After getting rest of our group climbed over the wall, we dipped back into yet another pond for an obstacle that required us to climb up and over floating rafts (the bottom left in the above picture). We swam out of the pond, ran up a hill and reached the Warrior Roast – three rows of fiery coals that you had to jump over. This was the best photo op of the whole race, in my opinion, so I grabbed Mitch’s hand and we launched over the coals together. Normally, I don’t buy my race pictures but I was willing to shill out the money for this amazingness. We look like superheroes! Definitely one to show the grandkids.
At this point, I thought we were nearly finished, and I was a little disappointed that most of the mud on my person was gone. Never fear: we quickly rounded a corner and saw the final obstacle: Muddy Mayhem. With the finish line in sight, we slid into a giant mud pit with barbed wire above. We started out army-crawling through the thickest mud I have ever been in in my life, dodging orphaned shoes that people had lost in the process. Towards the end, the mud was up to your thighs and it felt like quicksand; I didn’t think we were ever going to get out. Finally, we escaped and made our way across the finish line; Mitch slid his way in but I opted to just trot across; we finished in 1:16:49, an average of a 24:47 minute mile – ha! After getting our medals (which double as bottle openers), we headed back to the field where we started.
After such a fun race, I was really surprised that the hours following were such a hot mess. For starters, the water station at the finish line was unmanned, so your muddy hands were forced to fumble with cups and get your own water, getting mud EVERYWHERE in the process. Then we waited for almost an hour to get our belongings from the disastrously unorganized gear check – bags strewn everywhere in no real order with volunteers searching for bags based on descriptions. For a small race, this might have been okay, but for a race with over 7,000 runners – really?!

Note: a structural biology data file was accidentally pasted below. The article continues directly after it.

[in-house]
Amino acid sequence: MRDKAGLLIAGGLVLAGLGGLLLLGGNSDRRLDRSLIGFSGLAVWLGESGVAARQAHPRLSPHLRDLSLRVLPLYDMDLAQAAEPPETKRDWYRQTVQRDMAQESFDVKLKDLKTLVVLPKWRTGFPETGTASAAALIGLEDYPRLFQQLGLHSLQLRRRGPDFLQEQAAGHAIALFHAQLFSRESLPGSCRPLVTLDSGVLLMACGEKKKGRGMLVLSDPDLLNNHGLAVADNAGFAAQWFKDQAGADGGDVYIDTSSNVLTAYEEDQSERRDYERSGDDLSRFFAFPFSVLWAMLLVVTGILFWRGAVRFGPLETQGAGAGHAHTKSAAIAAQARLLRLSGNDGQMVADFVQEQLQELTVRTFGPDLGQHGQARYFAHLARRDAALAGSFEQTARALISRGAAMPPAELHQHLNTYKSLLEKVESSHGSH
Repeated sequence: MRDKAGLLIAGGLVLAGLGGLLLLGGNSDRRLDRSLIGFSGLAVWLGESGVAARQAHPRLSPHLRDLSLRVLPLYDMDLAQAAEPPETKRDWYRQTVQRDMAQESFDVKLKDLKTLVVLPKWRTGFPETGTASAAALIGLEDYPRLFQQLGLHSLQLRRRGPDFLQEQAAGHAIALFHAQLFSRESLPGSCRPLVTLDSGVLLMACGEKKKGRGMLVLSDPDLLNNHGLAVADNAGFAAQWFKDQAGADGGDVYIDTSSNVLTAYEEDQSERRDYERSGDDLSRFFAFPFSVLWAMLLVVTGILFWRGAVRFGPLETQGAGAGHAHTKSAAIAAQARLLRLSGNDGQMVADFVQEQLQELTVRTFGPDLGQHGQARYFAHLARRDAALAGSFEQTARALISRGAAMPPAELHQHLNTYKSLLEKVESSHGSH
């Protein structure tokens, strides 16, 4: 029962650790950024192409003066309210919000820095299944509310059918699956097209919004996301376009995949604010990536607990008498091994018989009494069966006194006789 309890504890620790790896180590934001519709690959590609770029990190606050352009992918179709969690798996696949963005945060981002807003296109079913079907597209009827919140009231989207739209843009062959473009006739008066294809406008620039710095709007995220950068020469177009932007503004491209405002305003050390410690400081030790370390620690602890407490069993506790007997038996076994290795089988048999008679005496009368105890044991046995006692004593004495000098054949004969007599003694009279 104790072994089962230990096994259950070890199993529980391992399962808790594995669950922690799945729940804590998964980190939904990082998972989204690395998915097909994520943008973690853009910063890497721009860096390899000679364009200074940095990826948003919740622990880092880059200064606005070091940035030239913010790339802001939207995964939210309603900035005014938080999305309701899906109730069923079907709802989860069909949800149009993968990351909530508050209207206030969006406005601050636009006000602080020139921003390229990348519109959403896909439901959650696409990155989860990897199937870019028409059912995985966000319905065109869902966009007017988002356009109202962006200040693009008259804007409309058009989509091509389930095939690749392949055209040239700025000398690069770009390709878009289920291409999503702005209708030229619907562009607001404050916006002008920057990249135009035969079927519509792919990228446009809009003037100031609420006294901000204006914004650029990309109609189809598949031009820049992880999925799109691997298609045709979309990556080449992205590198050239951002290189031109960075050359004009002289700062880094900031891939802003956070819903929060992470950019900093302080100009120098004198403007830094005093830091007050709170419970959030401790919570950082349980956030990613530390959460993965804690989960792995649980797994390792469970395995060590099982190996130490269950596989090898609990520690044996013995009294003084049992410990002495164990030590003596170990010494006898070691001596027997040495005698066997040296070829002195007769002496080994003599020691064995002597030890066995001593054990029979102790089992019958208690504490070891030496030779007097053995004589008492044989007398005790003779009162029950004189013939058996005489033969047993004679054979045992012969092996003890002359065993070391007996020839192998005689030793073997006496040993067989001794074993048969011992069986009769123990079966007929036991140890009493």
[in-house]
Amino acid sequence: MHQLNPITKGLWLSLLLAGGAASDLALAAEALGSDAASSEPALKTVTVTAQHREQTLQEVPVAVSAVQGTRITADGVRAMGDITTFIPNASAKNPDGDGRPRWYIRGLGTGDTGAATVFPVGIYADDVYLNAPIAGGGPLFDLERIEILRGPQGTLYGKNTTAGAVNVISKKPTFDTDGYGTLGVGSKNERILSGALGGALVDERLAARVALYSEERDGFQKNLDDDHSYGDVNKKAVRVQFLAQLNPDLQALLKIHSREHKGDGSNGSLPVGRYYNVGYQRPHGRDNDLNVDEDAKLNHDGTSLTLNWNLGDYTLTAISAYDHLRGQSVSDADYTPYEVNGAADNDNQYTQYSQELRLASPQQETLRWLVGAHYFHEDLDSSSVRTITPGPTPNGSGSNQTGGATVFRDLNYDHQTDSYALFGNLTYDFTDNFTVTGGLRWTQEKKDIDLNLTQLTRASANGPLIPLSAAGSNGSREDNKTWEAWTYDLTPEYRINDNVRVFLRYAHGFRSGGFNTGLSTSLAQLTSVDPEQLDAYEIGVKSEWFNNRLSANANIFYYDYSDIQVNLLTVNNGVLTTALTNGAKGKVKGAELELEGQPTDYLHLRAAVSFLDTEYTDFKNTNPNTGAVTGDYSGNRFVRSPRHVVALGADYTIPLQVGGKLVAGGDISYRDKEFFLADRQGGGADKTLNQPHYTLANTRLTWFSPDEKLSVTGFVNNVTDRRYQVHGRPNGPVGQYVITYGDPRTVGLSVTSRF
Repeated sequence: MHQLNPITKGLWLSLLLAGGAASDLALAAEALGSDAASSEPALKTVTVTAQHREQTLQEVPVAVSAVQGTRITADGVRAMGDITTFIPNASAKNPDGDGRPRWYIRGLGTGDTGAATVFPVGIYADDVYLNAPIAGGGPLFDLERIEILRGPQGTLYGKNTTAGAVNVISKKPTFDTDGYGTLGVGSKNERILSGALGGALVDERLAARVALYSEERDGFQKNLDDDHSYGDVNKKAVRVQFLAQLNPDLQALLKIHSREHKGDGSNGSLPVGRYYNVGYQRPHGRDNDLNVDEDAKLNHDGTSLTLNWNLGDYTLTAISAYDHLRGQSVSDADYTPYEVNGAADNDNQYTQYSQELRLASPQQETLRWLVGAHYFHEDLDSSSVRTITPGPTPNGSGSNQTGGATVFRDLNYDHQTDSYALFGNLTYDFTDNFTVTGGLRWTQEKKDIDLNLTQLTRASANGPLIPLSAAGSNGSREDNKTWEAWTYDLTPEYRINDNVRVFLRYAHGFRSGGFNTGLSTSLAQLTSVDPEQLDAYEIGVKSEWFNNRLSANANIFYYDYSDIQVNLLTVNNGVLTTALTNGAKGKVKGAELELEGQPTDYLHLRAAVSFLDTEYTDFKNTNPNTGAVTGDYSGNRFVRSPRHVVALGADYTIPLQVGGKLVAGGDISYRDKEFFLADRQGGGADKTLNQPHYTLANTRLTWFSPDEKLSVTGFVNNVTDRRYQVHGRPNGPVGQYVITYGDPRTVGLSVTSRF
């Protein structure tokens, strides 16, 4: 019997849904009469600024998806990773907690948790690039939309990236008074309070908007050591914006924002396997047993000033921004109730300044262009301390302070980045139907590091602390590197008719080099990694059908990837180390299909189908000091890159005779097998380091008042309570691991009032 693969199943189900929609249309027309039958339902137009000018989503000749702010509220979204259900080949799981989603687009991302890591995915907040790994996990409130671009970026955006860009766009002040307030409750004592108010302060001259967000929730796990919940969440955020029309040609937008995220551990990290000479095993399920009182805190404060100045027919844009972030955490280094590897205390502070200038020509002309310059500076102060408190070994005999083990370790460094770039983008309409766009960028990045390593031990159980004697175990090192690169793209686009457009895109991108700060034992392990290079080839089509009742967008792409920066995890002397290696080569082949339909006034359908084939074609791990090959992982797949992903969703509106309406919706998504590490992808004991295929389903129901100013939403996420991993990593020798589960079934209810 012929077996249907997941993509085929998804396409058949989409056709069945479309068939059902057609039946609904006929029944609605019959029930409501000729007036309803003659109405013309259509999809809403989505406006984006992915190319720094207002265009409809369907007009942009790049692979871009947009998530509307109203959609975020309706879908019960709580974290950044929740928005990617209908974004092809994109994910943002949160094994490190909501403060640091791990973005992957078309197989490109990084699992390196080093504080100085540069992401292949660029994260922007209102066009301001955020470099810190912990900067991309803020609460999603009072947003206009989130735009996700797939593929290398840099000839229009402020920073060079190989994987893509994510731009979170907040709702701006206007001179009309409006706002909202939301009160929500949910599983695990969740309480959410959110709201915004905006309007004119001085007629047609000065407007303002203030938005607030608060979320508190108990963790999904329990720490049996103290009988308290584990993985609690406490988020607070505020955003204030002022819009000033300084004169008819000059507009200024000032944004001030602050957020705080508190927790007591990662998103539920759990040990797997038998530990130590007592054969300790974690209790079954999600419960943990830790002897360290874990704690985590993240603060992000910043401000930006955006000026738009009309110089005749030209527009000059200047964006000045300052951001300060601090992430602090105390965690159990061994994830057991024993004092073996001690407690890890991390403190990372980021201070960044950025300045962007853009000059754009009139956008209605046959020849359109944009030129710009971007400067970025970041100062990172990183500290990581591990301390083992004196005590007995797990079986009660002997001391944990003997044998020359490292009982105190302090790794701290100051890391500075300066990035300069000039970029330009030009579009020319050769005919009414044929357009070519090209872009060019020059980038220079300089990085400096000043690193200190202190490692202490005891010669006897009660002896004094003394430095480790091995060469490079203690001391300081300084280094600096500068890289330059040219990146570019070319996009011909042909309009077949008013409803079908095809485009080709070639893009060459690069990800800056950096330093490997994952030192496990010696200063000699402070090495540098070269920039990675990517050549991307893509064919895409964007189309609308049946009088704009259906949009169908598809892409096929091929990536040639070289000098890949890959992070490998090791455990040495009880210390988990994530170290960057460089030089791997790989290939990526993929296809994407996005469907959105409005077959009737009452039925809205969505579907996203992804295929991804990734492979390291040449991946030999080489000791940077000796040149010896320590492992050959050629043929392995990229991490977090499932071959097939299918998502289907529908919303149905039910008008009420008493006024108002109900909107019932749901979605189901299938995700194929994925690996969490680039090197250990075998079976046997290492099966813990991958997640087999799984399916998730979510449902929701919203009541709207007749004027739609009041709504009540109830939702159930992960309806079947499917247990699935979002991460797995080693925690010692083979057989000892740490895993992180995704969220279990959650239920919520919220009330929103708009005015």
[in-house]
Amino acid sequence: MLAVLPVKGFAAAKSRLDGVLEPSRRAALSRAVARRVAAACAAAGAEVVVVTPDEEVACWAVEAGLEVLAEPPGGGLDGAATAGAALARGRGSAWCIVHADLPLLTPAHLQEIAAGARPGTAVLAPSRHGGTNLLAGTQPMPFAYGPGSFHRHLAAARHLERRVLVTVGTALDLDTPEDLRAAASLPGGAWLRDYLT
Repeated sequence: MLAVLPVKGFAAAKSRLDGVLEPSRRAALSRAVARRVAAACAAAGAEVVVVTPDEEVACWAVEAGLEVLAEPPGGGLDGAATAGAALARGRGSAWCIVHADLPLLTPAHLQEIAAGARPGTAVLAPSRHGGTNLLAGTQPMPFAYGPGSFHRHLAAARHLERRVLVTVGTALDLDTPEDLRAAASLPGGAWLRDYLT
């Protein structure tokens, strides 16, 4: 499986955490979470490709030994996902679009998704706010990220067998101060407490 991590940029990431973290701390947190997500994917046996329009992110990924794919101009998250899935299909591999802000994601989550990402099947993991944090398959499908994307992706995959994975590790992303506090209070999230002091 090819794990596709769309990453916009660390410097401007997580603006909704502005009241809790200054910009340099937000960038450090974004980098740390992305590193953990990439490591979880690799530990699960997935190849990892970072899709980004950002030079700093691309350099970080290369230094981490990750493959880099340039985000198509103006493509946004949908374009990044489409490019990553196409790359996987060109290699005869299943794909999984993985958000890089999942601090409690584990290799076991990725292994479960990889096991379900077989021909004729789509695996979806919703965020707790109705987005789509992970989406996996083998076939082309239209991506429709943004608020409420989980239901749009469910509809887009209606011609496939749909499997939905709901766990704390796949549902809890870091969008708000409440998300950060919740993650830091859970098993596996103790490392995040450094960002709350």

We finally picked up our bags, took our photo with the Warrior Dash sign, and went in search of a place to rinse off and change into our clean clothes that we packed. The rinse-off station that had been advertised? Yeah, it was another muddy pond. I was so happy that our friend Kelly had packed damp towels in ziploc bags – smartest move of the day!
After rinsing off as best we could and changing into clean clothes and flip flops, we were finally able to spread out in the field and enjoy our free beers – 16 oz. Miller Lite in a can never tasted so good. Can I still call myself a feminist if I love that the (super soft) race shirts are different for male & female warriors?
After finishing our beers, we reluctantly got up to go stand in the monstrous bus line (which was unsurprisingly unmarked) for nearly two hours in the hot sun with no water. The sunscreen that I had applied at 10:30 in the morning was long gone and the back of my neck paid for it dearly. Luckily, the strangers behind us in line were super friendly so we chatted with them to pass the time.
As you can see, by the time we left, the race site was trashed. There were not nearly enough trash cans, there was no recycling in site (seriously? it’s 2013), and people threw their muddy shoes everywhere because the only place to donate your shoes was at the entrance/exit to the race site.
The highlight of the afternoon was our awesome bus driver on the way back. One of our line buddies gave him his fuzzy warrior helmet, and he spent the whole ride saying, “You can’t tell me nothing — I’mma shake my horns at you!” His laugh made the ride so enjoyable.
We finally made it back home around 7:30 where I blissfully savored a pizza, a Lazy Magnolia, and a shower (in that order).
Obviously, the race organizers must have received an insane amount of complaints because they posted this late Saturday night and have since sent multiple e-mails and apologies.
While I appreciate the multiple apologies, it still all kind of feels like an excuse. I mean, this wasn’t exactly the Warrior Dash’s first rodeo, and I’m not sure if most of the problems can be blamed on staffing issues. I honestly don’t know if I will run the 2014 race unless some major changes occur. I will, however, continue to enjoy our medals.
While the post-Dash hours left a bad taste in my mouth, I do want to emphasize how much much fun I had actually running the race. I have never experienced the sense of teamwork among strangers like I did at this race. There were multiple times where I had to work with the person next to me to push a log down or squeeze under the barbed wire simultaneously, and I even found myself coaching a few people down the obstacle that made me the most nervous. For most of the race, we ran with two guys who shouted encouragement at each other along the way: “You told me you were going to RUN this race with me! Your words, not mine! Now run!” How’s that for bonus motivation?
Have you ever run a mud run – Warrior Dash, Savage Race, Tough Mudder? What did you like and/or dislike about the race(s)?